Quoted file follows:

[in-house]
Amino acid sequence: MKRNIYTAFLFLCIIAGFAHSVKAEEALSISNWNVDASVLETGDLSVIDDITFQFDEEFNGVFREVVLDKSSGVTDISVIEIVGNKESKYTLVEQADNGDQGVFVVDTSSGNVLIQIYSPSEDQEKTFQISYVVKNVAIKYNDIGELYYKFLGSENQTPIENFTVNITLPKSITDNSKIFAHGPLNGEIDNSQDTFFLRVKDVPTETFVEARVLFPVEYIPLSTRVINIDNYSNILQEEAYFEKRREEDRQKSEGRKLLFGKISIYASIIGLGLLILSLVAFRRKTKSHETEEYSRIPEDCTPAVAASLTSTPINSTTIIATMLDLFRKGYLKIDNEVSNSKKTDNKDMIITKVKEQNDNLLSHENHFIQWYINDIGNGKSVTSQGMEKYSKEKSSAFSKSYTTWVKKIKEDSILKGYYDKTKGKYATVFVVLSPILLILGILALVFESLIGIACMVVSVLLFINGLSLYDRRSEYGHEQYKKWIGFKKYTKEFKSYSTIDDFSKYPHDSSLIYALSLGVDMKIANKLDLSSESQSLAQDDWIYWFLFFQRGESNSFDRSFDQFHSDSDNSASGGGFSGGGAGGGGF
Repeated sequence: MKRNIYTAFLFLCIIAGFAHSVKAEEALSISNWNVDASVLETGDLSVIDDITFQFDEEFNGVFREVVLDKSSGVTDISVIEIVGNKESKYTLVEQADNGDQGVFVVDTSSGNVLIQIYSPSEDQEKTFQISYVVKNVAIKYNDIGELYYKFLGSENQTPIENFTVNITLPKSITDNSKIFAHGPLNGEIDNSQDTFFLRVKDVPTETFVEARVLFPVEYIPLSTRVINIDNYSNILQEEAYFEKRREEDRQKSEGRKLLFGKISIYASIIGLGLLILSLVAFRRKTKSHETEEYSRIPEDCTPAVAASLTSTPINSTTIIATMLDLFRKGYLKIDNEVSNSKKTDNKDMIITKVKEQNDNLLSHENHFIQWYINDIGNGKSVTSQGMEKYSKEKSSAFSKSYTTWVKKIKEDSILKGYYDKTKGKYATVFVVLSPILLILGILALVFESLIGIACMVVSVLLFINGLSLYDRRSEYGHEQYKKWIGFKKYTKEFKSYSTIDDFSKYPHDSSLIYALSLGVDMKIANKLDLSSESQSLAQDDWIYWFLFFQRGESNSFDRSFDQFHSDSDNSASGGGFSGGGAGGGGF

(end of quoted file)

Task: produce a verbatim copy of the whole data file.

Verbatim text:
[in-house]
Amino acid sequence: MKRNIYTAFLFLCIIAGFAHSVKAEEALSISNWNVDASVLETGDLSVIDDITFQFDEEFNGVFREVVLDKSSGVTDISVIEIVGNKESKYTLVEQADNGDQGVFVVDTSSGNVLIQIYSPSEDQEKTFQISYVVKNVAIKYNDIGELYYKFLGSENQTPIENFTVNITLPKSITDNSKIFAHGPLNGEIDNSQDTFFLRVKDVPTETFVEARVLFPVEYIPLSTRVINIDNYSNILQEEAYFEKRREEDRQKSEGRKLLFGKISIYASIIGLGLLILSLVAFRRKTKSHETEEYSRIPEDCTPAVAASLTSTPINSTTIIATMLDLFRKGYLKIDNEVSNSKKTDNKDMIITKVKEQNDNLLSHENHFIQWYINDIGNGKSVTSQGMEKYSKEKSSAFSKSYTTWVKKIKEDSILKGYYDKTKGKYATVFVVLSPILLILGILALVFESLIGIACMVVSVLLFINGLSLYDRRSEYGHEQYKKWIGFKKYTKEFKSYSTIDDFSKYPHDSSLIYALSLGVDMKIANKLDLSSESQSLAQDDWIYWFLFFQRGESNSFDRSFDQFHSDSDNSASGGGFSGGGAGGGGF
Repeated sequence: MKRNIYTAFLFLCIIAGFAHSVKAEEALSISNWNVDASVLETGDLSVIDDITFQFDEEFNGVFREVVLDKSSGVTDISVIEIVGNKESKYTLVEQADNGDQGVFVVDTSSGNVLIQIYSPSEDQEKTFQISYVVKNVAIKYNDIGELYYKFLGSENQTPIENFTVNITLPKSITDNSKIFAHGPLNGEIDNSQDTFFLRVKDVPTETFVEARVLFPVEYIPLSTRVINIDNYSNILQEEAYFEKRREEDRQKSEGRKLLFGKISIYASIIGLGLLILSLVAFRRKTKSHETEEYSRIPEDCTPAVAASLTSTPINSTTIIATMLDLFRKGYLKIDNEVSNSKKTDNKDMIITKVKEQNDNLLSHENHFIQWYINDIGNGKSVTSQGMEKYSKEKSSAFSKSYTTWVKKIKEDSILKGYYDKTKGKYATVFVVLSPILLILGILALVFESLIGIACMVVSVLLFINGLSLYDRRSEYGHEQYKKWIGFKKYTKEFKSYSTIDDFSKYPHDSSLIYALSLGVDMKIANKLDLSSESQSLAQDDWIYWFLFFQRGESNSFDRSFDQFHSDSDNSASGGGFSGGGAGGGGF